Seven things about opening sentences

Opening sentences to stories! I can just re-write, re-write and re-write the goddamn things until I go mad. All the while imagining publishers rolling their eyes and tossing the manuscript, written in rivers of my blood, sweat and tears, onto their reject pile. Or, even if you’re lucky enough to have a book published, readers wedging your slaved-over work back onto a bookstore shelf. The thousands of other sentences after that first sentence remaining unread, perhaps for all of time. Opening sentences are such annoyingly important things.

It reminds me a little of something I read a while ago about how on Spotify it’s only after the first 30 seconds of a pop song that an artist gets their teeny weeny royalty. Did you know that? The behaviour even has a name: the shit’n’click habit – deciding something is shit within the first few seconds and clicking on to the next song … and the next … and the next…

Anyway, back to opening sentences. Here are my seven things I reckon are worth thinking about.

  1. The first sentence has to indicate something about what’s to come in the story. That is, set up expectations and raise questions in the reader’s mind, compelling them to want to reader on. What’s this all about, then? I think I’ll sit down and read on to find out.
  2. The first sentence should suggest the genre of the book.
  3. If it’s written in the first person, the first sentence ought to evoke the character of the protagonist.
  4. It should suggest setting.
  5. It should suggest themes. Growing up, death, life, survival against all odds… Or in the case of Jane Austen, romance, then more romance, then yet more romance… (She really writes about so much more.)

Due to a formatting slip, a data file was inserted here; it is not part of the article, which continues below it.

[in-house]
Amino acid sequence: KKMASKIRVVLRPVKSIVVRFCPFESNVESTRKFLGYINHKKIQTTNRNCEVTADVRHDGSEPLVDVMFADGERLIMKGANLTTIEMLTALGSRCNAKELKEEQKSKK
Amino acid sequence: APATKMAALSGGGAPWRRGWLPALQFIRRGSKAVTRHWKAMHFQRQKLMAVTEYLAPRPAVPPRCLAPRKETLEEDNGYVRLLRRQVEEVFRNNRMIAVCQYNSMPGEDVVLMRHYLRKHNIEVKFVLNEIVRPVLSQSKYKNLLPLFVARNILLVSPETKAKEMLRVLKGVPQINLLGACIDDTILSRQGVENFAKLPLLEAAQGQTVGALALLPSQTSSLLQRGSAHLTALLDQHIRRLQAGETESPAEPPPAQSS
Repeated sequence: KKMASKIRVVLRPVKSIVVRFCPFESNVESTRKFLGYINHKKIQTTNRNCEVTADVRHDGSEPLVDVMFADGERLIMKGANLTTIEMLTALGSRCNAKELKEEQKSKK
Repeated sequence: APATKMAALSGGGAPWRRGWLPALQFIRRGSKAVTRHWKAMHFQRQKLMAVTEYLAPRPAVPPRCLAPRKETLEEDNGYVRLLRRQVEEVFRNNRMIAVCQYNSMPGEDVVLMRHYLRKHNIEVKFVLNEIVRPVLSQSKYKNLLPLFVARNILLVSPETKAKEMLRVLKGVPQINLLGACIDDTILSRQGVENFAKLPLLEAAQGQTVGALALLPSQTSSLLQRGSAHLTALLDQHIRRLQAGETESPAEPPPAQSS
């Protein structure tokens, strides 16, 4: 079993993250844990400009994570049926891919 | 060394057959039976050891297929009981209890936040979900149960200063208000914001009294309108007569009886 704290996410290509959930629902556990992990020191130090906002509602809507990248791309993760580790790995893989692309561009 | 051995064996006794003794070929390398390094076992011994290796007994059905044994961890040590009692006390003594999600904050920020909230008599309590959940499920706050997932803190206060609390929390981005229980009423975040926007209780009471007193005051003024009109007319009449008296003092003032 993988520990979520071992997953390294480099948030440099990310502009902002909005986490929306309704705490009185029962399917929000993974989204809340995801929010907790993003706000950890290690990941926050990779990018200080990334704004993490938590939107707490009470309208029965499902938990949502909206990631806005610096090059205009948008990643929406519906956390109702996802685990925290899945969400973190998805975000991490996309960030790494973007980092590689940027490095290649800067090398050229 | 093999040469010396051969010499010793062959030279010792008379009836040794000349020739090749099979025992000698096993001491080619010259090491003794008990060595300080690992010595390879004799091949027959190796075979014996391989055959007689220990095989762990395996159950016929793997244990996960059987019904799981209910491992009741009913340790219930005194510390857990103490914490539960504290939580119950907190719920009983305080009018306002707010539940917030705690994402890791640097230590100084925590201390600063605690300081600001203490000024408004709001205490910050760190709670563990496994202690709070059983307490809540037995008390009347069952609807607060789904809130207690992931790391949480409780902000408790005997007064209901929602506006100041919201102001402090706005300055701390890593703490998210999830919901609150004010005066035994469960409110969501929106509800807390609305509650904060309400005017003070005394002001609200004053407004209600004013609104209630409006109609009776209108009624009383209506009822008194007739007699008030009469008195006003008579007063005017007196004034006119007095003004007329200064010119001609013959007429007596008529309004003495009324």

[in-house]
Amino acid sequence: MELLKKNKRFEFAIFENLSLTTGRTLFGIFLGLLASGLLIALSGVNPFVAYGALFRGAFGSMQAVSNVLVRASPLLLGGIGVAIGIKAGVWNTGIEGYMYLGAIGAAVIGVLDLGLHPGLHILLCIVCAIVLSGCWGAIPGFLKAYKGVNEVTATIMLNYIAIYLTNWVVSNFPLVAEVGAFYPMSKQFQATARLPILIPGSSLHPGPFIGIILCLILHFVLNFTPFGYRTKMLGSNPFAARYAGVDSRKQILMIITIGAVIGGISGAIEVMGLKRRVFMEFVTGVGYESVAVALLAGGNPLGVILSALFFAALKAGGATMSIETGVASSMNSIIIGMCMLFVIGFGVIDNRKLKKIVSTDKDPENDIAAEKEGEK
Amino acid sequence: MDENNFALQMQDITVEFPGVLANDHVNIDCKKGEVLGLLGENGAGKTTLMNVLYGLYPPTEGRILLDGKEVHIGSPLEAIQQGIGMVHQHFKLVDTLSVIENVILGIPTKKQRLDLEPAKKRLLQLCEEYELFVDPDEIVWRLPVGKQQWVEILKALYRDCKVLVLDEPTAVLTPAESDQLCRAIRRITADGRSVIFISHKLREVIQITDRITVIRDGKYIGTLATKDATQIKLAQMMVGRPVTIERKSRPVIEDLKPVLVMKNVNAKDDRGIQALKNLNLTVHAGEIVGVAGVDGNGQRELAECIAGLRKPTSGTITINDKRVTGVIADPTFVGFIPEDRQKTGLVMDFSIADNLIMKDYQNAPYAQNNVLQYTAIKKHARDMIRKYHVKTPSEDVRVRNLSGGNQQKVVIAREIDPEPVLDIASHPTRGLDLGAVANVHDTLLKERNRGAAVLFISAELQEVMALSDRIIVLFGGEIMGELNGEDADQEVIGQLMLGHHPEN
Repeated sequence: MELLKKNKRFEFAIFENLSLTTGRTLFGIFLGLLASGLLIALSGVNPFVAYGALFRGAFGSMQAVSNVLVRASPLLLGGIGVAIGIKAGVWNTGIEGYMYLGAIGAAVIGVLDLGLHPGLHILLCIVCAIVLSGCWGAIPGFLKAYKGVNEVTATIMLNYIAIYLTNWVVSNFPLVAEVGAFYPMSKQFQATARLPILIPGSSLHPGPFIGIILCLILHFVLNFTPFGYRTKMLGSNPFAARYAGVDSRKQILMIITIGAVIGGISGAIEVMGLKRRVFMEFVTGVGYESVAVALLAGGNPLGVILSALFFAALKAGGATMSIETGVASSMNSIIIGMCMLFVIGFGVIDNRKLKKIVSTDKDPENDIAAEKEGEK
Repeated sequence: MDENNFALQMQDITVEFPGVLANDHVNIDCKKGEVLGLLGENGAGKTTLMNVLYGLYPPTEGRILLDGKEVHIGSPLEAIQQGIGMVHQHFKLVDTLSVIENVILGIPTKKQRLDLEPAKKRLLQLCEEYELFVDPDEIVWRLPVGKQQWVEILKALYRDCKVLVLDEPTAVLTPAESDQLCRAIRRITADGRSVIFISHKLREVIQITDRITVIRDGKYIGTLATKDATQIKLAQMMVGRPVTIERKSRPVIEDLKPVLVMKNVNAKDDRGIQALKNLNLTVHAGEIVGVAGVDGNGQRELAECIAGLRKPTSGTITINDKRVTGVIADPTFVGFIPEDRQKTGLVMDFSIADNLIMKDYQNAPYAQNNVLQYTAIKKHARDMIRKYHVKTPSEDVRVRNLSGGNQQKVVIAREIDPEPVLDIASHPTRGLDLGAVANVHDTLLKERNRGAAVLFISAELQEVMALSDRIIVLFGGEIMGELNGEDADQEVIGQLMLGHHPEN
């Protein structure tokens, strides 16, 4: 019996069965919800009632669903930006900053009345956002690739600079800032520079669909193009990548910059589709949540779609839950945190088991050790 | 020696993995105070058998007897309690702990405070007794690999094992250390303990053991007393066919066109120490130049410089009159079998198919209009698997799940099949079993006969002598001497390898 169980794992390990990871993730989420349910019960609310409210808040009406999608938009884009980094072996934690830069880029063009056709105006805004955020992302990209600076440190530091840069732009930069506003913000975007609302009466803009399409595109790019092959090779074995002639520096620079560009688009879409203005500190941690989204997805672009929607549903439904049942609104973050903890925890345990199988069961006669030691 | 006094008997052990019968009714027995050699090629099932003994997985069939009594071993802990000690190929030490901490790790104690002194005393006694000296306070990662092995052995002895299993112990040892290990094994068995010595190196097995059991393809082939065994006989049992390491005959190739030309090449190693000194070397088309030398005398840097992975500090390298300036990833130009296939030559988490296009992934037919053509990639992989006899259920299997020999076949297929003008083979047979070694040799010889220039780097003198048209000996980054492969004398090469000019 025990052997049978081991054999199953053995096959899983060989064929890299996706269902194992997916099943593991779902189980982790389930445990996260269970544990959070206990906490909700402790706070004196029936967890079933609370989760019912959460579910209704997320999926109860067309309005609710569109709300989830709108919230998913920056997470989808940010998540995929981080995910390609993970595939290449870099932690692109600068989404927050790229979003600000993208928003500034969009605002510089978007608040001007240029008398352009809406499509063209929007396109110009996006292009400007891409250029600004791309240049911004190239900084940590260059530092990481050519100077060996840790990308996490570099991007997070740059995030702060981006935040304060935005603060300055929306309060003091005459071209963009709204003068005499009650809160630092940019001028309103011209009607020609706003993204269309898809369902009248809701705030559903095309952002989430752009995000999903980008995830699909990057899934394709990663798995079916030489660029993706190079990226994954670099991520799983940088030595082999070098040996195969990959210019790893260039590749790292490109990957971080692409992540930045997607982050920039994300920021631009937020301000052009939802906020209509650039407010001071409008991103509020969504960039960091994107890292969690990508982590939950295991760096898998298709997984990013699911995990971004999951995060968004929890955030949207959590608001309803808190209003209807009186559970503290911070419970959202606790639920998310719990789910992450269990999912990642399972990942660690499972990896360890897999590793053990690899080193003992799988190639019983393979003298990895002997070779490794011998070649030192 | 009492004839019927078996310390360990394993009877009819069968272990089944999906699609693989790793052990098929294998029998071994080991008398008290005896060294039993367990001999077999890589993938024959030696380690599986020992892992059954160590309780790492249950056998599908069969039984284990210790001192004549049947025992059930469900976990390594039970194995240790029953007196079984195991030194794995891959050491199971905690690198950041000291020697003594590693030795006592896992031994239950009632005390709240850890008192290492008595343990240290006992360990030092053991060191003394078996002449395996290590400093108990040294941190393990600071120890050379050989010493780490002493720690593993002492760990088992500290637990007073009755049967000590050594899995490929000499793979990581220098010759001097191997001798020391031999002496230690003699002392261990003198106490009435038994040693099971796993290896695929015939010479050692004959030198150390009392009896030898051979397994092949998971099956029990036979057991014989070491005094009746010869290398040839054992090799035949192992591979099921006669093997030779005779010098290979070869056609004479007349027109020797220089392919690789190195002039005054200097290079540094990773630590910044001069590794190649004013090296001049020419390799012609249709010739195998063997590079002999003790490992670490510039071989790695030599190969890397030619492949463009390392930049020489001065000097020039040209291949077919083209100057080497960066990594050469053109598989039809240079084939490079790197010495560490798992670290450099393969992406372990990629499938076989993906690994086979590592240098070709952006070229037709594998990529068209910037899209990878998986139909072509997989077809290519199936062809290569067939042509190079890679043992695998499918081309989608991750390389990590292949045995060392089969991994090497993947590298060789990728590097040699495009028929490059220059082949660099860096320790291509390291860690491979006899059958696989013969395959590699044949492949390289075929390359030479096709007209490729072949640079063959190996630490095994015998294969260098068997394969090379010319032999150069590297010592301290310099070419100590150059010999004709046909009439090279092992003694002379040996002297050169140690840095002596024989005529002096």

6. And more than anything else, an opening sentence needs to grab the attention. If you haven’t got this, nothing else matters really.
  7. I don’t know why I said seven? I must have had seven in my head when I began this, but now I can only recall six. Sorry about that! But that’s one less for you to read and think about.

I’m sure there are plenty of other worthy points clever writers have come up with about opening sentences, but these are the ones I’ve come up with off the top of my head, based on stuff I’ve read in the past most likely.

On to something way more fun. Ten opening sentences I happen to like and hope you just might too (whether or not they do any of the above, I’ll let you decide)…

  1. If you really want to hear about it, the first thing you’ll probably want to know is where I was born, and what my lousy childhood was like, and how my parents were occupied and all before they had me, and all that David Copperfield kind of crap, but I don’t feel like going into it, if you want to know the truth. (Catcher in the Rye, JD Sallinger.)
  2. Then there was the bad weather. (Moveable Feast, Ernest Hemingway.)
  3. It was a bright cold day in April, and the clocks were striking thirteen.” (1984, George Orwell.)